Out of Control Policy Blog

The Fight at the Fed

On Tuesday the Federal Open Market Committee (FOMC) released minutes from its August 9 meeting, and it revealed quite the internal fight—for a Fed meeting at least. I've added some of the pertinent text below, which speaks for itself, but I'll annotate a bit of it. This comes towards the end of the meeting after hearing reports on the state of the economy and discussing what is causing economic weakness. 

"Participants discussed the range of policy tools available to promote a stronger economic recovery should the Committee judge that providing additional monetary accommodation was warranted. Reinforcing the Committee's forward guidance about the likely path of monetary policy was seen as a possible way to reduce interest rates and provide greater support to the economic expansion; a few participants emphasized that guidance focusing solely on the state of the economy would be preferable to guidance that named specific spans of time or calendar dates."

A number of the voting members of the FOMC began arguing for naming a specific time to keep interest rates low, but others preferred linking low interest rates to trends in the economy. We know now that the majority won out, voting for a policy that keeps the federal funds rate at zero until mid-2013. We also know the names of "the few"—Fed Presidents Richard Fisher, Narayana Kocherlakota, and Charles I. Plosser. Later on in the meeting, it was suggested that the FOMC pick a specific target for the unemployment rate, but "the few" pushed back. For the time being the FOMC has decided it does not have an appropriate way to determine what that target rate would be. 

"Some participants noted that additional asset purchases could be used to provide more accommodation by lowering longer-term interest rates."

This would be QE3, little was outlined in the minutes beyond this sentence, but it suggests that the option really is on the table, as more than one person is advocating it. According to the Wall Street Journal, after this news broke investors cheered the prospect of more bond buying. And why wouldn't they, given how quantitative easing has been so kind to stocks—though hurtful to main street.

"Others suggested that increasing the average maturity of the System's portfolio--perhaps by selling securities with relatively short remaining maturities and purchasing securities with relatively long remaining maturities--could have a similar effect on longer-term interest rates. Such an approach would not boost the size of the Federal Reserve's balance sheet and the quantity of reserve balances."

While some may argue this would be better than more original asset purchases, and as noted it would not expand the already bloated Fed balance sheet, it would still be an expansion of what QE2 was trying to do. At the very least it would be QE2.5 and not what the economy needs to work through the great contraction and massive debt cycle.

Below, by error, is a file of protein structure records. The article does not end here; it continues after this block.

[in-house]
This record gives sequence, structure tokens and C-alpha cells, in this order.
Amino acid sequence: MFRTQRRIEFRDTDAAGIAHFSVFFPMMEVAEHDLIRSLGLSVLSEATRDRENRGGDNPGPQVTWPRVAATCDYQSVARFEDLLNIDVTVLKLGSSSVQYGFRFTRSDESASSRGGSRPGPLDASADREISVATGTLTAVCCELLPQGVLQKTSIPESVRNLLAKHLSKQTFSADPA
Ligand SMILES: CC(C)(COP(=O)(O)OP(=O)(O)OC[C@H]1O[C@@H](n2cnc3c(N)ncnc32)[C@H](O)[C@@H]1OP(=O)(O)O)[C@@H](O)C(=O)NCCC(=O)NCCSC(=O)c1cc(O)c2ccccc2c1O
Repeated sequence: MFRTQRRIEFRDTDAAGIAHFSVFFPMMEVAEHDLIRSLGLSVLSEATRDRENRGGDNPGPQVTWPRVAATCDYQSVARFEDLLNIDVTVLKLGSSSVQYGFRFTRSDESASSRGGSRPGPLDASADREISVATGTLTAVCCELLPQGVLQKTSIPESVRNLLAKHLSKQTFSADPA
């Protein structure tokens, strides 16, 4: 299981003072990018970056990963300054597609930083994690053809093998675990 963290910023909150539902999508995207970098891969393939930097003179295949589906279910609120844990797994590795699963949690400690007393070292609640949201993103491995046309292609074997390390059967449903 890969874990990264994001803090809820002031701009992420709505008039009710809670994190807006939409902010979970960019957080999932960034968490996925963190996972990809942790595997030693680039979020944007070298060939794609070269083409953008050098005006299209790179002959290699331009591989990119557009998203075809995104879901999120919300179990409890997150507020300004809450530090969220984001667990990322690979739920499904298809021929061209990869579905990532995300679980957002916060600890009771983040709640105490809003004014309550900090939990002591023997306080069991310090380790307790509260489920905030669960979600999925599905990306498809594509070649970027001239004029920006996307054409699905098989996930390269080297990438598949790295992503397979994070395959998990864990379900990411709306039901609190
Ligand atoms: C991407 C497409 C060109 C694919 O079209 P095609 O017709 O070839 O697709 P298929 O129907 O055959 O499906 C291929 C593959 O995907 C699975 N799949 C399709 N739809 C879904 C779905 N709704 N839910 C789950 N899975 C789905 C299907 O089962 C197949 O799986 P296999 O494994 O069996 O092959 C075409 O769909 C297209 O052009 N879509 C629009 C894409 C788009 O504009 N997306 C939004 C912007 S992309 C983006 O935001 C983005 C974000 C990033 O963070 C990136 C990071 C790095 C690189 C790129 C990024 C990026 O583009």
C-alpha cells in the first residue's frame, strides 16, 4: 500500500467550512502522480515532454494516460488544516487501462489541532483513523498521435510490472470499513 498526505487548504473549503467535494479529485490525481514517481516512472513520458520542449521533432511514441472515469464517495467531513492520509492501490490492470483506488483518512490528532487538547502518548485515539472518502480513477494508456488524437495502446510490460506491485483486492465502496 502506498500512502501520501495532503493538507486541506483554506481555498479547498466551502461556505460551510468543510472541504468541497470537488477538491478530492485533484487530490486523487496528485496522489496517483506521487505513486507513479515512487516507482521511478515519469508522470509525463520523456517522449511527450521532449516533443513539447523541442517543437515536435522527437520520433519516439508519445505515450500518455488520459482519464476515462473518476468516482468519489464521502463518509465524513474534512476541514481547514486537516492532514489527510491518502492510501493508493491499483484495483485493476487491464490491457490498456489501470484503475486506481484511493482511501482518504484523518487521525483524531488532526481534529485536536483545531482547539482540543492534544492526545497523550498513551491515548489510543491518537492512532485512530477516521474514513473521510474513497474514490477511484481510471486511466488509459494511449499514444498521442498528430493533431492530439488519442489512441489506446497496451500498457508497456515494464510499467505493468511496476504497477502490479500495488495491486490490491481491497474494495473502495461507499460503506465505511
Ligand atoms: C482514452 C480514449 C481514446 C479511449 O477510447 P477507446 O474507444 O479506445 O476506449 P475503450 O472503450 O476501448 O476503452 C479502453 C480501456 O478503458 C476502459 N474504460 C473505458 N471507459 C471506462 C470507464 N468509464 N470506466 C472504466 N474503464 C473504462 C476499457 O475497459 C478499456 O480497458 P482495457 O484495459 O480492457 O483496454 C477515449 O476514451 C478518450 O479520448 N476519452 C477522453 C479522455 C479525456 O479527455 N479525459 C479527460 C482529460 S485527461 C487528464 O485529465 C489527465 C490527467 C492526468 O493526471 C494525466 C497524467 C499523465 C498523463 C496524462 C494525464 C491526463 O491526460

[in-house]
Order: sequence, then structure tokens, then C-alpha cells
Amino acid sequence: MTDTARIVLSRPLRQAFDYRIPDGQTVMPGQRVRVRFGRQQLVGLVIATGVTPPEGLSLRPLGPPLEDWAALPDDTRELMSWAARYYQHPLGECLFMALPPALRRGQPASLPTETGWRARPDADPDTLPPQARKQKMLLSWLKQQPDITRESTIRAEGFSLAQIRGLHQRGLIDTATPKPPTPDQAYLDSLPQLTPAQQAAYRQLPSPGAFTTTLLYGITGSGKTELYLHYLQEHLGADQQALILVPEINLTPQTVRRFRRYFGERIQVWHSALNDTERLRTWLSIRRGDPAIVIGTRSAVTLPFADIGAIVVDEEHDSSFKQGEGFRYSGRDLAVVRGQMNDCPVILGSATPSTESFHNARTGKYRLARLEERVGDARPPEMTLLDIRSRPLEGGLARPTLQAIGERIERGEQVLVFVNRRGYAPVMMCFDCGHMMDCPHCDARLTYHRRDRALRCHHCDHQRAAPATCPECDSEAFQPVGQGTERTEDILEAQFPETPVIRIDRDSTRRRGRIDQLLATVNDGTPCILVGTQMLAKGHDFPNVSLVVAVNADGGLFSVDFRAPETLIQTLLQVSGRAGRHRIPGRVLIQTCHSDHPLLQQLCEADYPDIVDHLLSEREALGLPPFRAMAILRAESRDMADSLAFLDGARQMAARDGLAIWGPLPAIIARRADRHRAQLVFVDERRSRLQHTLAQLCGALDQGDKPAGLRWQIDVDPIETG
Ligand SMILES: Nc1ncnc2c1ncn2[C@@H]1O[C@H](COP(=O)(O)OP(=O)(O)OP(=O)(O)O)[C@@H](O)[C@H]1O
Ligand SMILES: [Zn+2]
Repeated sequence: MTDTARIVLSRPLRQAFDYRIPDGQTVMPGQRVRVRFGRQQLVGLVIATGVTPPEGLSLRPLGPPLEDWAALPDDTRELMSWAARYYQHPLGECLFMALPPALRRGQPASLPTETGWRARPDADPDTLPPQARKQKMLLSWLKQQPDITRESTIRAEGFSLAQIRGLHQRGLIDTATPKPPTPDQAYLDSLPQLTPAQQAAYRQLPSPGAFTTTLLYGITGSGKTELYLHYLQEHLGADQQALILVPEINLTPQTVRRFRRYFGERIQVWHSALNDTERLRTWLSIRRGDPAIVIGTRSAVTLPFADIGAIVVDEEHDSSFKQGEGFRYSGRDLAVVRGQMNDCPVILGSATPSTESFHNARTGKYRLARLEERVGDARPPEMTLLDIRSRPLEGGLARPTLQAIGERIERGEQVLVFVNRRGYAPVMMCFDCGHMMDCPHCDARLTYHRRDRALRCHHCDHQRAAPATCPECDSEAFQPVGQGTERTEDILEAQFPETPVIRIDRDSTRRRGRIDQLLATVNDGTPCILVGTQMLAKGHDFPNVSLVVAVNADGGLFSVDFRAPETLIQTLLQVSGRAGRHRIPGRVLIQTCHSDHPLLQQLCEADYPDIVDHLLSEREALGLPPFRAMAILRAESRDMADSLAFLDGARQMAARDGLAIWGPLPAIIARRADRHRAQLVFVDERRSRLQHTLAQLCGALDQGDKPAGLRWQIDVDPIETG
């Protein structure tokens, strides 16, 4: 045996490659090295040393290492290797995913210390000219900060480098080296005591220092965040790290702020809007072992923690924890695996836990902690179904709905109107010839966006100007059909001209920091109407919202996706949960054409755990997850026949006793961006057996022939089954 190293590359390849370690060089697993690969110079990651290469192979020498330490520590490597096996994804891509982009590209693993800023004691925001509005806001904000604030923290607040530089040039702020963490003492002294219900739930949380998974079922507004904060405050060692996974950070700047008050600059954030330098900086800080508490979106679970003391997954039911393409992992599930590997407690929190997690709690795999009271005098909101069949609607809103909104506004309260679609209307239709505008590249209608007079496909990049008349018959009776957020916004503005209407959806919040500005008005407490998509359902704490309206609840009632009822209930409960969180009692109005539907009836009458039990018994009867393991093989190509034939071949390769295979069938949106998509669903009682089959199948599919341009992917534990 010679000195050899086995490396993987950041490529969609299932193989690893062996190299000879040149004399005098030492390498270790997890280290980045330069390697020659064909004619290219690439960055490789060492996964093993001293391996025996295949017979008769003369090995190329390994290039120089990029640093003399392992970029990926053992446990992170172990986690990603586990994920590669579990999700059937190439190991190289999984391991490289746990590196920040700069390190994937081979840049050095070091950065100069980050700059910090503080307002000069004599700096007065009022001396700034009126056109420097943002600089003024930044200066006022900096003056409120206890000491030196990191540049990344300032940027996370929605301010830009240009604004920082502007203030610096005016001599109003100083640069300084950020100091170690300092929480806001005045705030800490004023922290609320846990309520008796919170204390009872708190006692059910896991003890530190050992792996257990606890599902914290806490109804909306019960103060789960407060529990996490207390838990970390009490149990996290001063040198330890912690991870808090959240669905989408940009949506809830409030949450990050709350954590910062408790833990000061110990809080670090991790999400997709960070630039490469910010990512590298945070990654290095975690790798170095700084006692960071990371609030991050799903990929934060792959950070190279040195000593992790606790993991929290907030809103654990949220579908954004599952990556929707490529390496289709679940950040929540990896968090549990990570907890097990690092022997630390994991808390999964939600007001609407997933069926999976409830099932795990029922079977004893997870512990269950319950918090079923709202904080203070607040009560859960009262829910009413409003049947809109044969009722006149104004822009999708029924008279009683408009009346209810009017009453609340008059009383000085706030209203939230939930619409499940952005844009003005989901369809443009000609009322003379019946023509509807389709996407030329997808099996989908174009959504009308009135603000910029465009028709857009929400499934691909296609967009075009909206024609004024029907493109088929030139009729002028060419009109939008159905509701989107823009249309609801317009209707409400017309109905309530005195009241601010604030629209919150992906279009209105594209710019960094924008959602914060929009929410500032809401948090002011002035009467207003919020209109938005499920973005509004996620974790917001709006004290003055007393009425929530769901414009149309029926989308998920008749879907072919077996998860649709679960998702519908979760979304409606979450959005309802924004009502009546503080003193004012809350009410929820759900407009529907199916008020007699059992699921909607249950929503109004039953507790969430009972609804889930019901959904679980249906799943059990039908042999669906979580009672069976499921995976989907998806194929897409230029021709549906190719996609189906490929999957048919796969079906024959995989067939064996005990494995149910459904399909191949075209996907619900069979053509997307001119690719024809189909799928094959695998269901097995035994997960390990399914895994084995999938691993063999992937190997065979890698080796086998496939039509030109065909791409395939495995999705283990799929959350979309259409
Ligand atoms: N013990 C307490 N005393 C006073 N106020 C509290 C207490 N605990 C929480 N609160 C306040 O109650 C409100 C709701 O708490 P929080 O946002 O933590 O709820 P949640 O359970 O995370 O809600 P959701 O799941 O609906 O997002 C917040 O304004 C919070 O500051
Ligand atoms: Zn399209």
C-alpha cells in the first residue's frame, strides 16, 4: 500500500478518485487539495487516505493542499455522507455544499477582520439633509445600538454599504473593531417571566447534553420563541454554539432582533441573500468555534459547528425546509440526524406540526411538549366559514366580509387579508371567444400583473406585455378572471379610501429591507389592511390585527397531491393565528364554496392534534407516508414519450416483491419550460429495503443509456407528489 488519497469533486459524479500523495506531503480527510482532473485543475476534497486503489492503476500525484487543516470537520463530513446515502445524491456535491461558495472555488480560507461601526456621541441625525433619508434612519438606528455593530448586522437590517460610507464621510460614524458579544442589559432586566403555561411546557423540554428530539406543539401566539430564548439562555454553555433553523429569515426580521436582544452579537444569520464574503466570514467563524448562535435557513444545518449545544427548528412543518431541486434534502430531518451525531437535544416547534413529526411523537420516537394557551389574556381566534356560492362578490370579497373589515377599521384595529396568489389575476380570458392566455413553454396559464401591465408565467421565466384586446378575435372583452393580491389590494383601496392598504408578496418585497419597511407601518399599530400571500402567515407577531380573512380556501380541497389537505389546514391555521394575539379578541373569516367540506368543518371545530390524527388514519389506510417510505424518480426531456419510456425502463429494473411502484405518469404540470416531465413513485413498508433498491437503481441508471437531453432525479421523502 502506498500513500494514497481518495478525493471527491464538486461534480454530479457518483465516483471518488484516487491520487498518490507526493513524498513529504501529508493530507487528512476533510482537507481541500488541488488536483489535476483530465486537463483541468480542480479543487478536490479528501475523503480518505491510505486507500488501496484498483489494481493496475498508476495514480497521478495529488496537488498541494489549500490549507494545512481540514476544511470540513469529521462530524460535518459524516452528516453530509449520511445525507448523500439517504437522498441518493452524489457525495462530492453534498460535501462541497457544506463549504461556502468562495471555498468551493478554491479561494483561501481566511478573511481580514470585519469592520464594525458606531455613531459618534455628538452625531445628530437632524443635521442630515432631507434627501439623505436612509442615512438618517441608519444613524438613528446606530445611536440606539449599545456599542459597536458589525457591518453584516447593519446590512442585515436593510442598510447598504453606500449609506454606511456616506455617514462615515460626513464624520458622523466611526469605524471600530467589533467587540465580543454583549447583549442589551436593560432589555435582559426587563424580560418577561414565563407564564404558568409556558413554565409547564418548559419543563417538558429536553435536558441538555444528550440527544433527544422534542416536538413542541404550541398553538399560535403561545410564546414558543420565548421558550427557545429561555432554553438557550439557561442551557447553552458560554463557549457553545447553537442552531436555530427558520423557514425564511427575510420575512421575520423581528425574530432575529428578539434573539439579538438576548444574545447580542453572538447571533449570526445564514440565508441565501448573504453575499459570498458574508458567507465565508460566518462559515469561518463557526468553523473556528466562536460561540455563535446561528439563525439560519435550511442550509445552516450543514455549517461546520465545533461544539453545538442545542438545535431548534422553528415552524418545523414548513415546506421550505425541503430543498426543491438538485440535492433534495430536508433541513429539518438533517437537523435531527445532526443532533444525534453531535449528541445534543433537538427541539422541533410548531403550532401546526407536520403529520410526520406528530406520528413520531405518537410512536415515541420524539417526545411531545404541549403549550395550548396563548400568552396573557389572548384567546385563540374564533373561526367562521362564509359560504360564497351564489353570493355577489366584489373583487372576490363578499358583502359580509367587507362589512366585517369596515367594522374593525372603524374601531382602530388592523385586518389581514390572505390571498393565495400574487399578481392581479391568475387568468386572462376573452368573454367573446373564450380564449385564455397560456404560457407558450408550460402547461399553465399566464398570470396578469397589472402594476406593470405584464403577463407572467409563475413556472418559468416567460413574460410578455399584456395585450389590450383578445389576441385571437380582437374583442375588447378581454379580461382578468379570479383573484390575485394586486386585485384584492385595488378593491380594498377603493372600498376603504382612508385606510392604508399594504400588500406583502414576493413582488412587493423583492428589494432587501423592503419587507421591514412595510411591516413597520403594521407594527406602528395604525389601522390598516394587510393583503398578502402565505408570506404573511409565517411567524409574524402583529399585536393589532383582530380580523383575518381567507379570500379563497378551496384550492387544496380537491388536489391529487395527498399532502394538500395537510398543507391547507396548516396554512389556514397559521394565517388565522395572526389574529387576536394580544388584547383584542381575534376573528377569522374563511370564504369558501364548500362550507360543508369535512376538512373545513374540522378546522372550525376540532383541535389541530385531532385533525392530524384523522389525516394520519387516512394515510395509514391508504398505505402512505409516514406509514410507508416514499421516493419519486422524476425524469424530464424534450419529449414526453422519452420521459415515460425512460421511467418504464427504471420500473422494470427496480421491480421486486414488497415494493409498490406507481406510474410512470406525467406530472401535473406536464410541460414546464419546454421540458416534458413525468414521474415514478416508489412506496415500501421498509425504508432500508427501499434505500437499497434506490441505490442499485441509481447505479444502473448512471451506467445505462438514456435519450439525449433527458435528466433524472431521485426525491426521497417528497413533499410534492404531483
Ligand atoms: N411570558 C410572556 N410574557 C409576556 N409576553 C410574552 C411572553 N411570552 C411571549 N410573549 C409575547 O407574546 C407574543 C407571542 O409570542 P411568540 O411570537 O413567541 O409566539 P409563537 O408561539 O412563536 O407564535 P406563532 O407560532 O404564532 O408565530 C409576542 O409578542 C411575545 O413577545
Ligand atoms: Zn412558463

"A few participants noted that a reduction in the interest rate paid on excess reserve balances could also be helpful in easing financial conditions."

This is confirmation of another frequently discussed option on the table for the Fed. Lowering payments to banks for keeping reserves of cash at the Fed would in theory encourage them to lend that money. But they could just as easily park that money in Treasuries or something else. 

"In contrast, some participants judged that none of the tools available to the Committee would likely do much to promote a faster economic recovery, either because the headwinds that the economy faced would unwind only gradually and that process could not be accelerated with monetary policy or because recent events had significantly lowered the path of potential output. Consequently, these participants thought that providing additional stimulus at this time would risk boosting inflation without providing a significant gain in output or employment."

This is a good sign. More than a few FOMC members looked at the possibility of QE3, QE2.5, or lowering interest rates on reserves and determined that none of it would move the recovery on any faster (they are right). It also means that there is at least a discussion of inflation concerns. 

It will be interesting to see what comes of the September meeting and where allegiances shift on what action the FOMC should take. 

Anthony Randazzo is Director of Economic Research


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